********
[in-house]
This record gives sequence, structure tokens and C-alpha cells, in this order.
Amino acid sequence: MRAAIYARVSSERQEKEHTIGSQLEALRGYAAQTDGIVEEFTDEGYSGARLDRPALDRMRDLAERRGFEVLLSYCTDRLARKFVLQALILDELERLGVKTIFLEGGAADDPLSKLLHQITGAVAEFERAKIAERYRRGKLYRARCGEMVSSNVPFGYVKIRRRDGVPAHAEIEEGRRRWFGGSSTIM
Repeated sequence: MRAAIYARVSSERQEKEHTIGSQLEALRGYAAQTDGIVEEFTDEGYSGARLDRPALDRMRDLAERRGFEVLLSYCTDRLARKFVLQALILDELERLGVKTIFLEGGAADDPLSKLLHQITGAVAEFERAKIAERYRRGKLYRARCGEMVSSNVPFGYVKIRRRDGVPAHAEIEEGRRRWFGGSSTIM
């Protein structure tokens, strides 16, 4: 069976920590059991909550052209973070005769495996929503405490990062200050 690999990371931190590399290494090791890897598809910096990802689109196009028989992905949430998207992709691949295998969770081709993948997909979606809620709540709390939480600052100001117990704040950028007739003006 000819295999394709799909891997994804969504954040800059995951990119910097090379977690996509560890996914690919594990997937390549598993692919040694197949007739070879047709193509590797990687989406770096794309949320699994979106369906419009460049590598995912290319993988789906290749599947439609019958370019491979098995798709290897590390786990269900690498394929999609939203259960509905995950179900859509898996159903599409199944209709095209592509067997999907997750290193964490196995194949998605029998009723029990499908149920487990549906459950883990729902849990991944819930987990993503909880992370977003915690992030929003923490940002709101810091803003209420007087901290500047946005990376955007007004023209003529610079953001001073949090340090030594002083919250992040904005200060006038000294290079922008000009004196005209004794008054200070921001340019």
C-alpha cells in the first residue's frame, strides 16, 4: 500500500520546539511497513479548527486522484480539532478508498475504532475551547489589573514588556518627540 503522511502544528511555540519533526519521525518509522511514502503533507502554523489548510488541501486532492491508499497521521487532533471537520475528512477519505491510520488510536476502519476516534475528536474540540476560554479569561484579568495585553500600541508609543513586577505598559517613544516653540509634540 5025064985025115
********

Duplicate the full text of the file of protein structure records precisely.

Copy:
[in-house]
This record gives sequence, structure tokens and C-alpha cells, in this order.
Amino acid sequence: MRAAIYARVSSERQEKEHTIGSQLEALRGYAAQTDGIVEEFTDEGYSGARLDRPALDRMRDLAERRGFEVLLSYCTDRLARKFVLQALILDELERLGVKTIFLEGGAADDPLSKLLHQITGAVAEFERAKIAERYRRGKLYRARCGEMVSSNVPFGYVKIRRRDGVPAHAEIEEGRRRWFGGSSTIM
Repeated sequence: MRAAIYARVSSERQEKEHTIGSQLEALRGYAAQTDGIVEEFTDEGYSGARLDRPALDRMRDLAERRGFEVLLSYCTDRLARKFVLQALILDELERLGVKTIFLEGGAADDPLSKLLHQITGAVAEFERAKIAERYRRGKLYRARCGEMVSSNVPFGYVKIRRRDGVPAHAEIEEGRRRWFGGSSTIM
């Protein structure tokens, strides 16, 4: 069976920590059991909550052209973070005769495996929503405490990062200050 690999990371931190590399290494090791890897598809910096990802689109196009028989992905949430998207992709691949295998969770081709993948997909979606809620709540709390939480600052100001117990704040950028007739003006 000819295999394709799909891997994804969504954040800059995951990119910097090379977690996509560890996914690919594990997937390549598993692919040694197949007739070879047709193509590797990687989406770096794309949320699994979106369906419009460049590598995912290319993988789906290749599947439609019958370019491979098995798709290897590390786990269900690498394929999609939203259960509905995950179900859509898996159903599409199944209709095209592509067997999907997750290193964490196995194949998605029998009723029990499908149920487990549906459950883990729902849990991944819930987990993503909880992370977003915690992030929003923490940002709101810091803003209420007087901290500047946005990376955007007004023209003529610079953001001073949090340090030594002083919250992040904005200060006038000294290079922008000009004196005209004794008054200070921001340019």
C-alpha cells in the first residue's frame, strides 16, 4: 500500500520546539511497513479548527486522484480539532478508498475504532475551547489589573514588556518627540 503522511502544528511555540519533526519521525518509522511514502503533507502554523489548510488541501486532492491508499497521521487532533471537520475528512477519505491510520488510536476502519476516534475528536474540540476560554479569561484579568495585553500600541508609543513586577505598559517613544516653540509634540 5025064985025115